On the road to nowhere: A Routemaster trip to remember

For one day only, a full bus service replete with 10 London Routemasters is laid on to an abandoned village in the middle of the Salisbury Plain

Sir Peter Hendy is wrestling with the wheel of a London bus as it chugs along remote winding lanes more than 100 miles west of the capital, a flash of red against grey and green. The Commissioner of Transport for London is used to running buses that carry more than six million passengers a day, but today he’s the driver. His destination: a church with no congregation in a village without villagers.

“It’s a proper busman’s holiday,” he shouts in the cab of his own 1962 Routemaster as it splutters slightly on its way up a hill, on a road to pretty much nowhere. On a dismal bank holiday Monday on the Salisbury Plain, his spindly windscreen wipers cannot swish quickly enough. 

We are on the 23A, a strange route that operates for one day each year. It starts in Warminster in Wiltshire, and ends in Imber, an isolated ghost village that has been under military occupation for more than 70 years. Other stops on the route include an old farm called Brazen Bottom.

Like many of the maddest ideas, Hendy’s emerged from a pub. “I was having a drink with some mates, all bus industry people, and we were saying to ourselves, ‘where’s the most unlikely place you could run a bus service to?’” he recalls. They settled on nearby Imber, not far from Hendy’s family home in Bath, and, as the pints flowed, they began planning.

Now in its sixth year, the route is registered and licensed by the Bath Bus Company. What began as a plan hatched by boys with bus-shaped toys has become, to Hendy’s delight, a charitable service that provides a link to a lost world.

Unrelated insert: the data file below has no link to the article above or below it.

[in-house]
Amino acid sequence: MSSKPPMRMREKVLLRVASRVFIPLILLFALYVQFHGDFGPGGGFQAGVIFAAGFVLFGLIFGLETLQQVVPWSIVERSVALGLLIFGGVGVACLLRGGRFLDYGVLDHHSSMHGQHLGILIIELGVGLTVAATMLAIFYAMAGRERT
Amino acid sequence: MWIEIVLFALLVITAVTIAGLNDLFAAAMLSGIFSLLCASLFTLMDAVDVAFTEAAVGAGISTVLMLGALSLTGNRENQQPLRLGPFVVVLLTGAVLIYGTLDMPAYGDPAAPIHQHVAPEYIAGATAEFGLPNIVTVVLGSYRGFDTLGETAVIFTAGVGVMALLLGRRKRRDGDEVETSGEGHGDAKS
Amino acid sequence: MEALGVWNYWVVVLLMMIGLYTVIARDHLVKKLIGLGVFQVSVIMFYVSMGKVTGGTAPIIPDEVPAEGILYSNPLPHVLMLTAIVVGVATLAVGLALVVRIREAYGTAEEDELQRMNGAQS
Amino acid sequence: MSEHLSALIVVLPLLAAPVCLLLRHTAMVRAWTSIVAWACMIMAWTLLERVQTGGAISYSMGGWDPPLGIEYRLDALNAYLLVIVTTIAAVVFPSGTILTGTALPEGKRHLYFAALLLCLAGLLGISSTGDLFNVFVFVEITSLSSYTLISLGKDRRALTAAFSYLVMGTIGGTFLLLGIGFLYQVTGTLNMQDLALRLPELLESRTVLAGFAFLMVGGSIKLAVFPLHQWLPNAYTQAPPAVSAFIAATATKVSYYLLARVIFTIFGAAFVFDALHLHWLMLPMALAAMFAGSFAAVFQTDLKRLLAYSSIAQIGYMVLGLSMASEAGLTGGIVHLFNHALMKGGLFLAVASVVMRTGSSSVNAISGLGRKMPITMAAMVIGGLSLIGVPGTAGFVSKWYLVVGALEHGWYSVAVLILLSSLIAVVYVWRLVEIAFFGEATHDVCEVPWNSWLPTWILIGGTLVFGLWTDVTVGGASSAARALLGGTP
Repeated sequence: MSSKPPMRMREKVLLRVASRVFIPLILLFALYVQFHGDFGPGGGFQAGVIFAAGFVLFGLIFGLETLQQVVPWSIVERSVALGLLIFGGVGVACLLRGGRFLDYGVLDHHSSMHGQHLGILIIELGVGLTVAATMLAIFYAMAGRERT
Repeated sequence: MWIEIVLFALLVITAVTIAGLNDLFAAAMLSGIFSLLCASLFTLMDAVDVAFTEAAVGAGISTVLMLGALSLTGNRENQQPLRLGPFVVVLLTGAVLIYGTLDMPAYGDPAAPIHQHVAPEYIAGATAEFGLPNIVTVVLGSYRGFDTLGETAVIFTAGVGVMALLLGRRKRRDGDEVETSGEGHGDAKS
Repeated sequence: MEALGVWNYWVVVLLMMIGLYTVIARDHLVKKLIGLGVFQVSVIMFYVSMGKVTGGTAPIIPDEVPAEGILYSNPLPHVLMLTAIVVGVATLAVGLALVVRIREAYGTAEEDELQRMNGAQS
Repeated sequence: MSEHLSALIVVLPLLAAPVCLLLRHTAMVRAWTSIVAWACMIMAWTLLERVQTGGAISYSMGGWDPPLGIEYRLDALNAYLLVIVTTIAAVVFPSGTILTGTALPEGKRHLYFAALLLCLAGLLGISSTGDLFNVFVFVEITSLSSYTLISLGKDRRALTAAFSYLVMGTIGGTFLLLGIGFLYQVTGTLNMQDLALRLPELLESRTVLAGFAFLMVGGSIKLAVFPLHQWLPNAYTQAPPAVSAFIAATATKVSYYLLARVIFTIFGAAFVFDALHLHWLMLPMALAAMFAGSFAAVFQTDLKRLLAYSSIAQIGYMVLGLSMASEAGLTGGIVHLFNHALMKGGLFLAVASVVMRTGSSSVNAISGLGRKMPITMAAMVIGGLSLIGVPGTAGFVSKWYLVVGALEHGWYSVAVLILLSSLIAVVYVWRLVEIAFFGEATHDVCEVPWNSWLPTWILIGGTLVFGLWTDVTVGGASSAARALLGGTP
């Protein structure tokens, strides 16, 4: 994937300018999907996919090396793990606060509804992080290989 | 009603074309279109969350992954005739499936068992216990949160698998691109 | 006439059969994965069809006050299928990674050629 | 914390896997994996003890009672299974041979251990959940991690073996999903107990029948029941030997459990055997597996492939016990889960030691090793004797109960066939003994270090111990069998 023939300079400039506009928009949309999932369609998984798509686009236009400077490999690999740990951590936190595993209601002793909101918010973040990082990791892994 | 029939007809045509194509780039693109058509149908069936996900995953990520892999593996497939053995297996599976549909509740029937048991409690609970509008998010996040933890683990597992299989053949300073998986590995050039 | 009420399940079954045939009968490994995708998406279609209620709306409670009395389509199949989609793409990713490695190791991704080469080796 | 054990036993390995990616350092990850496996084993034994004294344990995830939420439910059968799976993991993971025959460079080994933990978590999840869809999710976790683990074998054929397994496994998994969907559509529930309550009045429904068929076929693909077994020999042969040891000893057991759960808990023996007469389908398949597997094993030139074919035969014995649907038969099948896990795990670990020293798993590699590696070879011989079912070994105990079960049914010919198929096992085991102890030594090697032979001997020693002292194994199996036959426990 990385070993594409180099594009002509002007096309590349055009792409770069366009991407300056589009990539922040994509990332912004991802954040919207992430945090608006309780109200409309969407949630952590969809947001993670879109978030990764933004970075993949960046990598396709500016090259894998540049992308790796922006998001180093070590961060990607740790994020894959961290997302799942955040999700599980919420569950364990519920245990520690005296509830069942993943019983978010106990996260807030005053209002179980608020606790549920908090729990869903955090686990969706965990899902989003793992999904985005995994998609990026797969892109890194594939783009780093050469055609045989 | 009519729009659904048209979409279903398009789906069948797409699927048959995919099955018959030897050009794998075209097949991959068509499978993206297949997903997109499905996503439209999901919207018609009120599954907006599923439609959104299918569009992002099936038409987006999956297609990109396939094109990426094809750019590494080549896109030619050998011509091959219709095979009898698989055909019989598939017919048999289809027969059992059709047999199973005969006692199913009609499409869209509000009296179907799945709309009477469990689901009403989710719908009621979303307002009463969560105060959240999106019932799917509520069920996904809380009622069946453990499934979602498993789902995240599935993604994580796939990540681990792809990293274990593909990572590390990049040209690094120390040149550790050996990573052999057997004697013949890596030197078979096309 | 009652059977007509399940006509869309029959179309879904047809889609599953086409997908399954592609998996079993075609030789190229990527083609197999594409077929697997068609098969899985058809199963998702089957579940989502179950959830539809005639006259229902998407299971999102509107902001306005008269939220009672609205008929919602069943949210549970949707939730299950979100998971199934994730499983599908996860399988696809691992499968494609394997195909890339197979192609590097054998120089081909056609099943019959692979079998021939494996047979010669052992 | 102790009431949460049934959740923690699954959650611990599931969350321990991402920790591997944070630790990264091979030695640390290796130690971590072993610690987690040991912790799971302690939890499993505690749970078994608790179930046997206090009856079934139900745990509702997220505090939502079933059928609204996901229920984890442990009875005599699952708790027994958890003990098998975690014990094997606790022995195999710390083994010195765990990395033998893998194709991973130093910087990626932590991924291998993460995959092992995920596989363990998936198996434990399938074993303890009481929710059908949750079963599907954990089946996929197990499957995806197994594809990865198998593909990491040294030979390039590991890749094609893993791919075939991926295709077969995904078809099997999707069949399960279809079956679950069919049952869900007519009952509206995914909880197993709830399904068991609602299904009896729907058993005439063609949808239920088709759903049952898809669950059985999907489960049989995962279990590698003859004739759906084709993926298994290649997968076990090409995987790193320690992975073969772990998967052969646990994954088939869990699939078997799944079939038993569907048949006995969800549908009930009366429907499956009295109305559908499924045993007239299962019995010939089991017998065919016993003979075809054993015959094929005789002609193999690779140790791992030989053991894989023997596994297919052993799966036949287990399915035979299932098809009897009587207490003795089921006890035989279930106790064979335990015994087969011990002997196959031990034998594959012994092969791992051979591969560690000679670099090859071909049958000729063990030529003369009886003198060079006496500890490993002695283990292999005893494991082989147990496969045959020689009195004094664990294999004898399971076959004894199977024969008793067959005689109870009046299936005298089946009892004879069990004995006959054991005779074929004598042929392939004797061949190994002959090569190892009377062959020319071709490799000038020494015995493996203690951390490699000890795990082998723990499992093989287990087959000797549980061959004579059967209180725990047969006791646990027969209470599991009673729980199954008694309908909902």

A large gathering of mostly bus enthusiasts jumps aboard the Routemasters that leave Warminster every half an hour between 0950 and 1820. The average age is high, but there are families, too. “My Mum came last year and I got jealous so I decided to come along this time,” says Kieran Coburn, 11, from Reading.

Hail fellow: a man waits at one of the specially made official London bus stop signs to catch the 23A to Imber Hail fellow: a man waits at one of the specially made official London bus stop signs to catch the 23A to Imber  

Before long, Hendy takes a sharp turn on to a one-track lane between unploughed fields. Hills roll into the cloudy distance as the rain keeps falling. Signs warn against entry. A few miles later, past a checkpoint and a rusting tank, a specially made official London bus stop sign tells us we have reached Imber. Beyond a fence, soldiers in camouflage can be seen storming a house without doors or windows.

Imber once had almost 500 residents. But in 1943, the War Office, which owned the surrounding land, evicted them all so that the village could be used to train US troops for D-Day. They were never allowed back. The road to Imber, which remains part of the Army’s vast Salisbury Plain training estate, is now closed for all but a few days each year.

Hidden up a path behind trees and barbed wire fencing, the 13th-century St Giles Church is the only building in the village to have survived intact. It is now marooned with its graveyard on a mound. When the Imber bus service disgorged the first of its curious passengers here in 2009, Hendy assumed that the church had also been abandoned. But then a man called Neil Skelton came running down the path.

“I asked them who was in charge,” Skelton recalls. “I think they thought that they were in trouble but I said, ‘no, this is fantastic. Are you aware that this church is open?’” His passion for St Giles and Hendy’s for public transport were about to coincide to create an unlikely bus-borne pilgrimage.

Skelton, who is from Salisbury, had first come across the church as a wandering teenage cyclist, and was immediately struck by its sorry isolation. The Ministry of Defence was bound only to keep the building watertight but the agreement ended in 2002. Without a congregation, the already damaged church was on the road to ruin.